“I was like, maybe there’s a version of Watchmen, as long as I don’t adapt the original which had already been done in 2009 by Zack Snyder. What if I keep the initial 12 issues canon so that I’m not doing any rebooting? Is there space for kind of a new story? The show could be basically the ultimate intersection between a new story and potentially the continuation of the old story. Because if I wasn’t making Watchmen, I would want to know exactly what happened to some of those characters.”

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    "Watchmen is canon." - Well, at least we have that, but it's not really clear if by that they mean Watchmen the comic or Watchmen the movie. In the first quoted paragraph they talk about "the twelve issues", so we can assume they are talking about the comic. -- Btw. that's a lot of words about what the series isn't and a painstaking attempt to absolutely refuse to put a label to it as to what it actually is. So Watchmen is canon (so it "happened"), but the series is not a sequel, but it takes place after Watchmen. Soo... a "continuation"? – Corak Oct 29 at 14:55
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    @Corak Sound more like a fanfiction to me. But pro. Is there such a meaning as "profanfiction"? – LukStorms Oct 29 at 15:05
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    @Corak He is obviously talking about the comic. – BCdotWEB Oct 29 at 16:49
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    @BruceWayne - The ones who "own" the property. When Disney aquired Star Wars, they immediately un-canoned everything except the movies and the clone wars cartoon (IIRC). – Corak Oct 30 at 14:51
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    @BruceWayne It is canon in the context of this TV series. Thus the showrunner decides. – BCdotWEB Oct 30 at 15:29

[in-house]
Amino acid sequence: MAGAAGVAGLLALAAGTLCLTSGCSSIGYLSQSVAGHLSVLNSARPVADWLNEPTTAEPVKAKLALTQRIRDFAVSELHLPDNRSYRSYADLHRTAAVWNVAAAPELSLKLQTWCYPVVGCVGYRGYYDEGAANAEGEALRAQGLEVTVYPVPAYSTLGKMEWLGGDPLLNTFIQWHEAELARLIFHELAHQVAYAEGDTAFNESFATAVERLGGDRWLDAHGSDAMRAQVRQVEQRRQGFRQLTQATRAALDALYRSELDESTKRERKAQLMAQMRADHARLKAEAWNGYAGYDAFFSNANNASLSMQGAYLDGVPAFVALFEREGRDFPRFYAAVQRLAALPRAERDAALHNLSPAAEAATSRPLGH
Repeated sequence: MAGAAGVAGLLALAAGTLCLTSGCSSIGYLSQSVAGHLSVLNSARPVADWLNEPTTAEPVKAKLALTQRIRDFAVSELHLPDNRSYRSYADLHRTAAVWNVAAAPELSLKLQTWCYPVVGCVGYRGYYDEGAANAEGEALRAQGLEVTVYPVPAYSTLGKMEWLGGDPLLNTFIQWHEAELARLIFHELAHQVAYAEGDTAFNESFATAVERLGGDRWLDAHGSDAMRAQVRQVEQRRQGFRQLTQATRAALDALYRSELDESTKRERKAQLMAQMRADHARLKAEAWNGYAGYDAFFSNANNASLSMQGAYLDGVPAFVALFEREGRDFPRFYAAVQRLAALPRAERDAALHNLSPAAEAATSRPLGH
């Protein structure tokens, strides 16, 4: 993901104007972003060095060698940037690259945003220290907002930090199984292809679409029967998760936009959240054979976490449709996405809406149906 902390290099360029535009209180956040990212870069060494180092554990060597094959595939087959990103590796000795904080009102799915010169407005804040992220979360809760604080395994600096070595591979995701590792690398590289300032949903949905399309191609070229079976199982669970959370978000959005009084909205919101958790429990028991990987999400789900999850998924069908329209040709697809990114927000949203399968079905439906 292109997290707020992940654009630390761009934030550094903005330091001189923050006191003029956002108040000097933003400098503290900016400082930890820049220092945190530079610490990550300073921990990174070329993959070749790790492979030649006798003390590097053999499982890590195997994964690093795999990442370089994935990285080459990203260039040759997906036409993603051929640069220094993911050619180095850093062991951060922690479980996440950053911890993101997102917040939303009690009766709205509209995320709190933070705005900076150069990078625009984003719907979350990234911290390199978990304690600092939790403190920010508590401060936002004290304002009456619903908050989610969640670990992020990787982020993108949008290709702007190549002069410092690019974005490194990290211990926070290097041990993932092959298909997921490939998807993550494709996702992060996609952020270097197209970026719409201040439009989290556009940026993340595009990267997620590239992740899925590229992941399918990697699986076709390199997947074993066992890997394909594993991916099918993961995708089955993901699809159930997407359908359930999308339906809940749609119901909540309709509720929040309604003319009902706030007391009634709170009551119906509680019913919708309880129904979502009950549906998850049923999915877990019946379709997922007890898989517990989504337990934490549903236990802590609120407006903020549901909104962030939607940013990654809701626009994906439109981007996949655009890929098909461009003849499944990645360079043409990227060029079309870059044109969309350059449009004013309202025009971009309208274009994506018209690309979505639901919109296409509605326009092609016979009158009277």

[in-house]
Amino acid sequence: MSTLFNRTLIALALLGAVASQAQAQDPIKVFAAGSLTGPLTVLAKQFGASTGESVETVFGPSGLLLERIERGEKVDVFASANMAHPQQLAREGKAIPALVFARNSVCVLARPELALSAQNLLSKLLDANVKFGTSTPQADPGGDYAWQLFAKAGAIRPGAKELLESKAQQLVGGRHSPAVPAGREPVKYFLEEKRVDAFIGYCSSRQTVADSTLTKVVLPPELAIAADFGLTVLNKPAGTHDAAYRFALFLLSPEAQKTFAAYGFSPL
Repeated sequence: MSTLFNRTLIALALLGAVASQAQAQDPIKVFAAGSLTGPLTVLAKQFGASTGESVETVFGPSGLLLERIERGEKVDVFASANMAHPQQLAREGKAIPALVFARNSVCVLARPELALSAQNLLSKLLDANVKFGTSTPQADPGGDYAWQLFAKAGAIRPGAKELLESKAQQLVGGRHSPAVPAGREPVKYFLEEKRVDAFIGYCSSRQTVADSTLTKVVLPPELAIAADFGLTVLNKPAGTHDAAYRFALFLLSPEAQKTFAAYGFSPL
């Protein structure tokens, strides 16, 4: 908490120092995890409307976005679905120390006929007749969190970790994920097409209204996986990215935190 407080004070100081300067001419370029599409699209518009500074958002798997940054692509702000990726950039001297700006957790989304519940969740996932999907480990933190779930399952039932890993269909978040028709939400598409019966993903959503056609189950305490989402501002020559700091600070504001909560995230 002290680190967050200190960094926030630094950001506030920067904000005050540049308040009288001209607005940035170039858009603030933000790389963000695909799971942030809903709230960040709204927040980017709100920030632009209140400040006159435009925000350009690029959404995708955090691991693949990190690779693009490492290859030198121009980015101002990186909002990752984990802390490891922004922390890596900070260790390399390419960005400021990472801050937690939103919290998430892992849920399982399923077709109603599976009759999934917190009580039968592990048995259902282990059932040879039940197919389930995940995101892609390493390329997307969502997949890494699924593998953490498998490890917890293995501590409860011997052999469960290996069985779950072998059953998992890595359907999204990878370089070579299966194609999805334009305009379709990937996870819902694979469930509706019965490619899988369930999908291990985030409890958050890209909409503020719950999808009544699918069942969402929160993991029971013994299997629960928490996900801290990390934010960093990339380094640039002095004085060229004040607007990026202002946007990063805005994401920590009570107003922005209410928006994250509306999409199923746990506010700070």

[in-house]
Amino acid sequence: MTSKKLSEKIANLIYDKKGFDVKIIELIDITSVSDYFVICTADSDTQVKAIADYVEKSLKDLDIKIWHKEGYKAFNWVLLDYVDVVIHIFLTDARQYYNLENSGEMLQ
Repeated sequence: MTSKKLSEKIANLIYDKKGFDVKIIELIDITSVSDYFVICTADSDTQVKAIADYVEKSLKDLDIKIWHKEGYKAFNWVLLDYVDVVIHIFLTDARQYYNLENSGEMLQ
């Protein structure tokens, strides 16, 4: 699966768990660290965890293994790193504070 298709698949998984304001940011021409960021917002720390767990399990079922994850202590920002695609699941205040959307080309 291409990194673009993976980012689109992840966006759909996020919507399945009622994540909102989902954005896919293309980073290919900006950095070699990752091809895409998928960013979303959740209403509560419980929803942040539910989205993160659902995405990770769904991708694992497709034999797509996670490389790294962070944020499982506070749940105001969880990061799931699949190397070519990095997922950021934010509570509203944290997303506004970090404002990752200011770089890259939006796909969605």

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It is following the 1986 Watchmen comics, not the 2009 movie adaption.

As the word-of-god answer was already given, here is how you can figure this out on your own by just watching the series.

The most glaring difference between the comics and the movie adaption, as pointed out in the question, is the nature of the attack on New York city.

In the comic book, Adrian makes it look like aliens attacked earth by materializing a giant squid in the middle of the city. In the movies, he blames the attack on Doctor Manhattan, basically just blowing up the city and leaving behind some particle traces that look suspiciously Doctor Manhattan-y.

This is relevant as in the very first episode of the HBO series we see

a weather phenomenon in which hundreds of tiny squids rain down on the city of Tulsa, disintegrating just moments after they hit the ground. It is later explained that these kinds of weather phenomena occur on a global scale as an aftermath to the initial "alien attack".

It should be noted that, much in the same fashion as Alan Moore used to radically modernize and often completely change the tone of the comic book series he adapted in the 1980s, HBO's Watchmen takes great liberties with the source material and focuses heavily on themes that are not part of either of the previous adaptions.